It’s okay. Sometimes I feel like that too. My family tells me i’m great, but I’m not sure I can really trust them. I mean they’ry family right! It always seems like they’re either being biased or just saying it to make me feel better. Most of the time I start a story, but end up never finishing it because i’m unsure how if it’s going to turn out good which is a shame because when I look back i’ve actually written some pretty killer stuff. It’s just that i’m afraid to continental on and end up writting a completly different story under the false hope that I will be ab,e to finish that one. What I try to do though is to do is to never look back. I challenge my self by ting to make the next paragraph better than the first and if I doubt that i’ve done it right I try to make the next one right. It’s a way to motivate your self to keep moving. I don’t know if you can tell, but I also struggle. With spelling mostly and recognizing words. With out sell check and the crutch of having someone read my work after wards i’d be a gonner. But it’s the satifayion of writting something good that keeps me moving on.

      • Matty says:

        Hope that helps Daniel. Sorry about the eirors. That was kind of personal so I didn’t want other people in my family to read it. If you want to make your writting clearer make sure you priture exactly what the dragon is doing and don’t get ahead of your self. Like this… the fog horn blows loudly, it’s sound sounding like what I imagine a dragon would sound like. Loud, angry and it hurts my ears, my head, my whole body! I’m panicking and can’t help picturing red hot pokers punctuating me. My ears, my head, every where. I think i’m screaming now and then just to seal my fate a dragon apears, laughing at me, it’s hot breath sufficating me and a red poker in his claw ready to gorge out my eye. I feel people around me, but all I can see hear and feel is the dragon, the pokers, and the fog horn. Ooh that’s good. Mind if I use that? The trick is that everything has to connect other wise the reader gets confused and won’t see that what promoted the dragon was the frog horn and what promoted the readers pain, described as hot pokers, was the loud sound of the dragon/foghorn. Just explain a little more other wise the reader will have to puzzle out the sentence witch they don’t like to do. Your thoughts will make sence if you explain them just like my poor a tempts at spelling will make sence when I actually speak the word. Just know that your not alone in this!

    • Pami Perry says:

      Don’t give up on your writing after you are done with a story have a friend or family member read your story and tell you what’s wrong.
      Then go fix it and then send it of to a editor.

  2. Wes says:

    Okay, I have a question that I can’t find anywhere. Let’s say I’m having a dialogue between two people, I understand that you start a new paragraph when a new person speaks, but do you start a new paragraph if you interject something during the dialogue? So for example:

    Example A

    “I’ve seen him enjoying his extracurricular activities when he should have been at home taking care of his wife.”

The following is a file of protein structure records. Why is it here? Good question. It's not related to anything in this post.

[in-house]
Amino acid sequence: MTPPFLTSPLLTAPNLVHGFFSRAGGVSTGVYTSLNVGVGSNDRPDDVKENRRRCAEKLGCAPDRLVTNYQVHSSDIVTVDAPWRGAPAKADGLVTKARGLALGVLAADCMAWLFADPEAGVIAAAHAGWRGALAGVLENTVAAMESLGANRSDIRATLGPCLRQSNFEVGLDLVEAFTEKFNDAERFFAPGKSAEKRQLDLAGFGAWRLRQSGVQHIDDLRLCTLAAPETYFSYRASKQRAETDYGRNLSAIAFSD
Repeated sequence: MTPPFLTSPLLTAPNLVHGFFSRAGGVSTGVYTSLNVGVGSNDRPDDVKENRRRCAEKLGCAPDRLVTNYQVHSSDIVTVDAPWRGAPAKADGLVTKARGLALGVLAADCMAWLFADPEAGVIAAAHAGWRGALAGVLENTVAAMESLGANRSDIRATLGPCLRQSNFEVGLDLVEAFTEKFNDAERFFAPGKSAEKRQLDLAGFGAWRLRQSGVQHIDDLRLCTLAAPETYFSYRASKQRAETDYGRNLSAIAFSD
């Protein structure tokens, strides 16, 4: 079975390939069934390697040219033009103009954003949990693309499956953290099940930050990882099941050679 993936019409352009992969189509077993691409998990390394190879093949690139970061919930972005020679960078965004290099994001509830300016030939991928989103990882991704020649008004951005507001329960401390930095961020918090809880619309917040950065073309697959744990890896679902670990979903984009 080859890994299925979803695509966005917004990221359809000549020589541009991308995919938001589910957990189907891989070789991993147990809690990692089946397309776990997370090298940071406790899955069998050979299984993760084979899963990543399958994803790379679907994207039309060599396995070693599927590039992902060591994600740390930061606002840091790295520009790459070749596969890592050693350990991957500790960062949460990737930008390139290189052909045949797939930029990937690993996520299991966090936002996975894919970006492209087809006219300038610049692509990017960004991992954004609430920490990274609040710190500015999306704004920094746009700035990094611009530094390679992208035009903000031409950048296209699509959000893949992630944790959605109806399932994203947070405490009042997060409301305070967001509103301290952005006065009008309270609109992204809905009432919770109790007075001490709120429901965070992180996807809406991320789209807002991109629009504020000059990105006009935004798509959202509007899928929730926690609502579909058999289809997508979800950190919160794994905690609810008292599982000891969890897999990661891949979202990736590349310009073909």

Suzanne nodded in agreement. She was mystified by Diego Lopez. He seemed friendly, almost cordial in the way he spoke to her. It appeared he was showing her deference.

    Example B

    “I’ve seen him enjoying his extracurricular activities when he should have been at home taking care of his wife.” Suzanne nodded in agreement. She was mystified by Diego Lopez. He seemed friendly, almost cordial in the way he spoke to her. It appeared he was showing her deference.

    I’ve been doing example A, since although it is not a new dialogue, it is something different than the mono/dialogue. Is this correct?

    And what if it’s just a short phrase.

    “Why am I going to tell you what he did?” Diego asked.

    Suzanne nodded.

    “You will know soon enough.”

    Does that work, or is it this?

    “Why am I going to tell you what he did?” Diego asked. Suzanne nodded. “You will know soon enough.”


    • Jazzie says:

      Have you figured the correct way of writing this? I have this exact same issue! for example:

      “Don’t thank me for that. I’m just doing my job.” She rolled her eyes and started whisking the eggs.
      “Right, it’s your job to make sure the citizens of America are safe.” Jake grabbed her hand, causing her to look up at him.

      See, in the first line, the male is speaking, and in the second line the female is speaking. But their action tags seem to be a little confusing.

      • Kimberly says:

        I’m not too sure about how to answer Wes’ question, but with your dialogue, I think your action tags need to be on the same line as the person speaking. As a reader, I was convinced that Jake was the one saying the second line until you noted otherwise. Writing it more like this might make it clearer:

        “Don’t thank me for that. I’m just doing my job,” he said.
        She rolled her eyes and started whisking the eggs. “Right, it’s your job to make sure the citizens of America are safe.”
        Jake grabbed her hand, causing her to look up at him.

        Or, if you’re not a fan of using speech tags all together, lose the ‘he said’, as long as it’s implied in the context of the conversation flow. Personally, I have a tendency of starting a line with the character’s action and finishing the line with untagged dialogue (on the same line). It’s my favorite way of sprinkling in action while keeping the dialogue relatively natural.

        Hope this helps!

  3. Destiny says:

    My book has a lot of citations in it. When they say “she said” the they don’t put the gaps between the sentences. Sometimes in puts them between the sentences but most of the time it doesn’t. They put the question mark if its a question and it has parenthesis, they put explanation marks.

  4. John says: